In February of 1944, Kimura was sent to Ulsan to photograph an execution squad in Korea, where approximately 1700 Koreans were, under the order of one General Gunichi Umehara, scheduled to be executed, waited in groups of 100 with twenty Japanese soldiers assigned to each group. Yurosabe, in his journal, concerned for Kimura, as he had never cataloged such a large number of executions in a day, questions if Kimura would be able to maintain his professionalism. Kimura, according to official documents, arrived in Ulsan by train a week after receiving his assignment and was reported to have been in good spirits, as he was seen, from eyewitness accounts, joking with officers, visiting landmarks, and signing photographs for soldiers who wanted to send something back home. The execution order finally came from General Umehara five days after Kimura’s arrival, to which Kimura gathered approximately sixty pounds of materials necessary for the extensive photography sessions and headed to the city limits, where the mass executions were to take place, with his new assistant, Yi Chul-yong, a Korean sympathetic to the Japanese cause.
Kimura returned to Manchuria eighteen days after arriving in Ulsan. Yurosabe, in his last journal entry (Yurosabe was killed in a car accident two days later), describes Kimura’s changed demeanor and describes his once-piercing eyes as dull and vacant, as if Kimura wasn’t there, his mind cast in a faraway place, where no one could ever reach him.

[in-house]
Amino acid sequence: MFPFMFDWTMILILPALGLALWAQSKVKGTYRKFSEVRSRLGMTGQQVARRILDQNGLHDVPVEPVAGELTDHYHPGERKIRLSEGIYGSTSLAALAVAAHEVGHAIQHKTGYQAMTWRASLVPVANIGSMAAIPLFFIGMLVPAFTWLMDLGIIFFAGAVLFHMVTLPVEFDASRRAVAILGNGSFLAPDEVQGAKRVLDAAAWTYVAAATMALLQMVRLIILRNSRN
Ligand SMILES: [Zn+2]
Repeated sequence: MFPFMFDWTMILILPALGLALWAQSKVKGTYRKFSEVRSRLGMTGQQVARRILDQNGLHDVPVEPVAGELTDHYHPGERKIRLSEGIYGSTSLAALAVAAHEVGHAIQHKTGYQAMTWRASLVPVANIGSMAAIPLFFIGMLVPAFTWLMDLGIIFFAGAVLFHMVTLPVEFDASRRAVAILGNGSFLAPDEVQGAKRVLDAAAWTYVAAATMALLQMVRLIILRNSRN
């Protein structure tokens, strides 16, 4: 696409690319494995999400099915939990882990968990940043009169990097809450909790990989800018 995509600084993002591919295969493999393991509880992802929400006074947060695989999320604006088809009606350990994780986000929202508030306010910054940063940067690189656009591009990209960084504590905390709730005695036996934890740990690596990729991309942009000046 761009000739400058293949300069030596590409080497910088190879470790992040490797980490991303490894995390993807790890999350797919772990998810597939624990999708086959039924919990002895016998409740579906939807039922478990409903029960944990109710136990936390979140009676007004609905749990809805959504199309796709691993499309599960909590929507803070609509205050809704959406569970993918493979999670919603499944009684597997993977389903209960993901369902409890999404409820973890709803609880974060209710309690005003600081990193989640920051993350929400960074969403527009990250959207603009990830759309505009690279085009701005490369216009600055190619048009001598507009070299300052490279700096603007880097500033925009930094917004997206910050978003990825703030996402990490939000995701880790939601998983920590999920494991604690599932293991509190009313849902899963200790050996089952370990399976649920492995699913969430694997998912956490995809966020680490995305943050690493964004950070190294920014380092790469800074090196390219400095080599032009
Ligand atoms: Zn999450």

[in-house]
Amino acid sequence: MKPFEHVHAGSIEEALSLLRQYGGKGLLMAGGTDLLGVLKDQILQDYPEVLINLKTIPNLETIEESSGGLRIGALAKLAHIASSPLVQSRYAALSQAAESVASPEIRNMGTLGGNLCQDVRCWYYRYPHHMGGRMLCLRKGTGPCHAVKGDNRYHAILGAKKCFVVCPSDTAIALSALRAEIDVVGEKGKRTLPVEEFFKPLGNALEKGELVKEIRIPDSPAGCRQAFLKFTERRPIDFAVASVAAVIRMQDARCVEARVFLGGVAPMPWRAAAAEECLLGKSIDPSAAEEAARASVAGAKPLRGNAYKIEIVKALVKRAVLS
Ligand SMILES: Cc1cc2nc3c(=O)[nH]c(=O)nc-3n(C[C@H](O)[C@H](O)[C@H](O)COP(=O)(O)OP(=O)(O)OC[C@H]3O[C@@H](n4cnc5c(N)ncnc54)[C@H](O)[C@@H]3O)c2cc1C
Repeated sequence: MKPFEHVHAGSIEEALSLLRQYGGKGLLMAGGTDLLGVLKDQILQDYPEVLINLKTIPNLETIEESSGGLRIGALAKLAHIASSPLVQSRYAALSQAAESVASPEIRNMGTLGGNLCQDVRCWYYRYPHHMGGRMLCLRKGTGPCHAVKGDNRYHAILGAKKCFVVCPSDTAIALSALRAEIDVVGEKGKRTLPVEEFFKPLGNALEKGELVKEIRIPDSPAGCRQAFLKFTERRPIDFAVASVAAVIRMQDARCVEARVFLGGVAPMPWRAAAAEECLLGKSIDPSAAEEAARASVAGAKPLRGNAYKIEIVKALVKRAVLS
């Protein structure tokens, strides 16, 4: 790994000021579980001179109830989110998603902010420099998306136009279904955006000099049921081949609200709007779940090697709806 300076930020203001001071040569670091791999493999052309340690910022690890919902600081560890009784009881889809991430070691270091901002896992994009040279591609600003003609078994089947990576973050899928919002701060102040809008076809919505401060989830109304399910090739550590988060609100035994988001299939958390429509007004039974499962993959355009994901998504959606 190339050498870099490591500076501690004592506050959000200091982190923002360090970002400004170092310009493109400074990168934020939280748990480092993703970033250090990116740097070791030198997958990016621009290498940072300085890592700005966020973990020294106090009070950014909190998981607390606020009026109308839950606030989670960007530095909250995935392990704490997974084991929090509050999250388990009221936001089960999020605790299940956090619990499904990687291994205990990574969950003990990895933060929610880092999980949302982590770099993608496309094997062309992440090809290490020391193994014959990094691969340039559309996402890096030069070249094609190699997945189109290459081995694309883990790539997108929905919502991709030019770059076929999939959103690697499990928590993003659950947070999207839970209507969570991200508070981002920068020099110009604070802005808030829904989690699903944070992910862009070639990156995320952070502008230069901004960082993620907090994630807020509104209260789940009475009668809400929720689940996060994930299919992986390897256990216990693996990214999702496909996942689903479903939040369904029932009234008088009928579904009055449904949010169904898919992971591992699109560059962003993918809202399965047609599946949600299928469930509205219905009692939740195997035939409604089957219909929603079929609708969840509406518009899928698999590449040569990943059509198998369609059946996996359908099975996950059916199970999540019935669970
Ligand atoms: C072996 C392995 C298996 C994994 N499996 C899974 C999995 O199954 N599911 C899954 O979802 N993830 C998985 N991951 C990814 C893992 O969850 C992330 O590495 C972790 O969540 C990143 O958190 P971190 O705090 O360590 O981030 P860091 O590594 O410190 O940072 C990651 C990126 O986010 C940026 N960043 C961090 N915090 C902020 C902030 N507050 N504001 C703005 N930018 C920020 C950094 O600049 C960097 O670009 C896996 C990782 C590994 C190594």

A total of 1,800 individual photos taken by Kimura, as was noted in the official directory, were sent back to Tokyo for review. Unfortunately, no publisher has ever recorded receiving the photographs and all 1,800 photographs are considered a casualty of the war.
Although Kimura was known for his execution photography, there is one photograph that stands out as his most experimental work. It was published in a Japanese magazine that had (coincidentally) published Yukio Mishima the previous year. The photograph, 13 x 18, in color, of which a man and his wife, presumably Chinese, as Kimura was stationed in China for an uninterrupted number of years, are seen side by side, in the center of the photograph, looking directly at the photographer, faces stern, as a Japanese flag waved in the wind some distance in the background, was described in the magazine as Kimura’s most experimental, minimalist, and nationalist photograph. This was, of course, at the pinnacle of his career (1944), where he experimented with elements of photography, although without the mainstream reception of his previous works. His decision to proceed with experimentation, however, backfired and his followers lost faith in his ability, believing the execution photographs had taken a toll on his mental health for good. Kimura, in 1944, stopped taking assignments, ultimately resigning from his post. Little is known about his activities during this period.
Kuniaki Kimura’s photographic trail ends after 1944, but it is known that he had left China shortly before the war was over to go back to Japan to publish a short book of stories concerning his experiences in China, which ultimately went widely unread and ignored by his former admirers.